By Han Angus Memes in 2017 are a form of communication. We laugh with memes, we cry with memes and we express our annoyance with memes. I have over 500 of them saved on my phone for a variety of reasons and occasions. One day I may need a Tiffany Pollard meme to tell everyone that I am in fact THAT BITCH and the next I may want to use one of an animated character with seemingly randomized emoji hearts placed all over the place to indicate my love for someone. Memes are incredibly versatile not only in what they mean, but how they are used.  People can use memes to express emotions or facial expressions that are limited by the languages we are using. That’s why they’ve become a coping mechanism for many online suffering from depression. I’ve suffered from depression from the age of 12, I’m not quite sure what brought it on as there was both a family history of mental health issues and I experienced bullying throughout my teens, but it got worse with age. I have been a Twitter user since 2013, and witnessed the change of the platform as well as how our collective content started to lean more towards openness and the de-stigmatization of poor mental health. Jokes about being depressed have always existed but when I tried to make one in 2015, I was told I was making a mockery of those who actually suffer from the illness as if my experiences were not valid because I wanted to take a lighthearted approach to dealing with what was so deeply troubling me. In order to not upset people I refrained from doing it again. Looking back it is clear that it was one of few outlets I had to speak about my mental health. My twitter persona had somewhat shifted during after that, I was always been a stan account (an online account for fans of celebrities, shows or movies), however, I outgrew it when I became 16. I had tried to be friends with more liberal or leftist people, however, they had no regard for my mental health and bullied me off my account to the point I had started experience episodes of deeper depression which affected my sleeping and eating habits. I was barely going out, I gained weight and I stopped socializing with my friends unless I was forced to go out. As a psychology student I knew I was depressed but I was under the impression that I couldn’t name it for what it was without a doctor, which I eventually resolved to do this year.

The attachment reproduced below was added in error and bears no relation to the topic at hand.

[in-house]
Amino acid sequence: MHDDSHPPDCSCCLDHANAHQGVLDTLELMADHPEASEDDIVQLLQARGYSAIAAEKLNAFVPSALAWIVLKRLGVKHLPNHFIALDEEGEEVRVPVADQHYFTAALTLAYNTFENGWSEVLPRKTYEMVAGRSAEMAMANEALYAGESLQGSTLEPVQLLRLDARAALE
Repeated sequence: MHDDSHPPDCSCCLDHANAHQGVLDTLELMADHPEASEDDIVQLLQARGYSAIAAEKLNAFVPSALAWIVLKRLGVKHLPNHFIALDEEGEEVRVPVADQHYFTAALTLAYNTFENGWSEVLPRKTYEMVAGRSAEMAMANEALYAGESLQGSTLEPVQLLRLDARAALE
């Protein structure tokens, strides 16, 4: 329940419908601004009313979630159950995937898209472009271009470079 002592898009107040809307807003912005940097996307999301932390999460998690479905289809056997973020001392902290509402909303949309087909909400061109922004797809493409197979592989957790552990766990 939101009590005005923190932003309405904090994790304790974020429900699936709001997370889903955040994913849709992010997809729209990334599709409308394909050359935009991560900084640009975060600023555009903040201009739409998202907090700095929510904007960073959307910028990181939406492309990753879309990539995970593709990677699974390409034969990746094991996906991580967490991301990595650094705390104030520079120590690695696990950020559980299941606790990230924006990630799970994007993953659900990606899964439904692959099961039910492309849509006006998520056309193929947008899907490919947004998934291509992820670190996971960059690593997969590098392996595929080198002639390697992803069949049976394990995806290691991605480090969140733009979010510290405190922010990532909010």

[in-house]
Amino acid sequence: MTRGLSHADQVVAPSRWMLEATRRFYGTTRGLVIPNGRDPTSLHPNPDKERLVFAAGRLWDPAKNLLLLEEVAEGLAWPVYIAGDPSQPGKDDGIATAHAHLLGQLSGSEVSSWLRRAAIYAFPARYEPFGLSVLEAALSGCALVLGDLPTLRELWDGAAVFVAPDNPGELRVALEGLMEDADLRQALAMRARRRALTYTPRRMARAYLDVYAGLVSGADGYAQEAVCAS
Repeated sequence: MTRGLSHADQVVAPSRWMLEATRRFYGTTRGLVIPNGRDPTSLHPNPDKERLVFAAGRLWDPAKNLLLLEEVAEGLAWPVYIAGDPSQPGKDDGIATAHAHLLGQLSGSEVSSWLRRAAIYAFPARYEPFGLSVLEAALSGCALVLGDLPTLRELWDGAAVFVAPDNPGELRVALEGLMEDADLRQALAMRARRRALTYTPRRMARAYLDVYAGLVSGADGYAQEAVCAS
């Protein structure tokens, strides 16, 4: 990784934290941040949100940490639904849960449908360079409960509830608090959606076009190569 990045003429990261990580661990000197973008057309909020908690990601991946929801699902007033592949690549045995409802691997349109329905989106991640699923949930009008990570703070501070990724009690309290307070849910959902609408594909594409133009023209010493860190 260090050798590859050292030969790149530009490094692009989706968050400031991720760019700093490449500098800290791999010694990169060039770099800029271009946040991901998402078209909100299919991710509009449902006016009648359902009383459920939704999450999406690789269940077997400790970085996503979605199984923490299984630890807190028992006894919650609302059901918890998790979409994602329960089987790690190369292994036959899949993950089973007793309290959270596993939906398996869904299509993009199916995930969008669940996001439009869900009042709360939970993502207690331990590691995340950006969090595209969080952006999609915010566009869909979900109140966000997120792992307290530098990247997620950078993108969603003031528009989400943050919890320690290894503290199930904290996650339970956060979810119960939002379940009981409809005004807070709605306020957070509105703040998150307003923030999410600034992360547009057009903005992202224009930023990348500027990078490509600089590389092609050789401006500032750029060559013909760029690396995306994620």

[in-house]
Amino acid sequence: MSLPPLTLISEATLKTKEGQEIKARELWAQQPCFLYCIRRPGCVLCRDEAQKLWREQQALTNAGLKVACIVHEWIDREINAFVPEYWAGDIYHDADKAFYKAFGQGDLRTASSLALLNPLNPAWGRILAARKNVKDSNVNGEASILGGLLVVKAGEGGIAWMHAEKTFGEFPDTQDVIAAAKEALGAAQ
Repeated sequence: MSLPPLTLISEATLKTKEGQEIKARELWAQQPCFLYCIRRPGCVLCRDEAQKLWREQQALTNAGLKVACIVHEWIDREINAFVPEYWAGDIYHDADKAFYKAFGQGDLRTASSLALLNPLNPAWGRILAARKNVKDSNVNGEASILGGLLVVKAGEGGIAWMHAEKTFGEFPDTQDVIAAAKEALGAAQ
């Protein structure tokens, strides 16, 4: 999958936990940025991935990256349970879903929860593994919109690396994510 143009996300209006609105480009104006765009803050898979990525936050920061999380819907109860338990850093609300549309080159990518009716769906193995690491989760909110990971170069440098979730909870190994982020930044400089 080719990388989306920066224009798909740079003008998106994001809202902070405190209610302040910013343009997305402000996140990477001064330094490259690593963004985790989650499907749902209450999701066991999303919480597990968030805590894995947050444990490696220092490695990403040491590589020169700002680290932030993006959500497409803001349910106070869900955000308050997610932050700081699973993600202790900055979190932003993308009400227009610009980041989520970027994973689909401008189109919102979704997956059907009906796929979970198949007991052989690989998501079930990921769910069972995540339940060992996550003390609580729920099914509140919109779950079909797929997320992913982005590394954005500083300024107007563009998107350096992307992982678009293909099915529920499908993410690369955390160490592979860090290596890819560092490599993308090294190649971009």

Related: HOW MY KITTENS SAVED MY FAMILY’S MENTAL HEALTH

Filipino culture holds a heavy stigmatization towards mental health — it is either ignored entirely, or minimized and mocked.

“Why, are you mentally ill?” My mom asked, the sarcasm dripping and oozing from her voice. I’d just handed her an article called “Cats Are the Unsung Heroes of Mental Health” to support why I wanted – no, needed to adopt a kitten into our household. “Yes, mom, I am mentally ill,” I bit back, looking her dead straight in the eyes. She knew that I was on medication for my sexual violence-related PTSD and that I’d been seeing a counsellor for over year to treat it. In the version of Filipino culture that my parents raised me on, we dealt with our suffering with laughter and resilience. Naturally, my mom’s ignorance was unsurprising. Filipino culture holds a heavy stigmatization towards mental health — it is either ignored entirely, or minimized and mocked. Anxiety? It’s all in your head. You’re making excuses. Depression? Sleep it off. You’ll get over it. While mental illness in the Philippines is legally protected against discrimination under the Magna Carta for Disabled Persons, the law itself further perpetuates the stigma, using “insanity” as a blanket term to encompass all disorders.
Related: CRAZY TALK: SHOULD I GET AN EMOTIONAL SUPPORT ANIMAL FOR MY MENTAL HEALTH?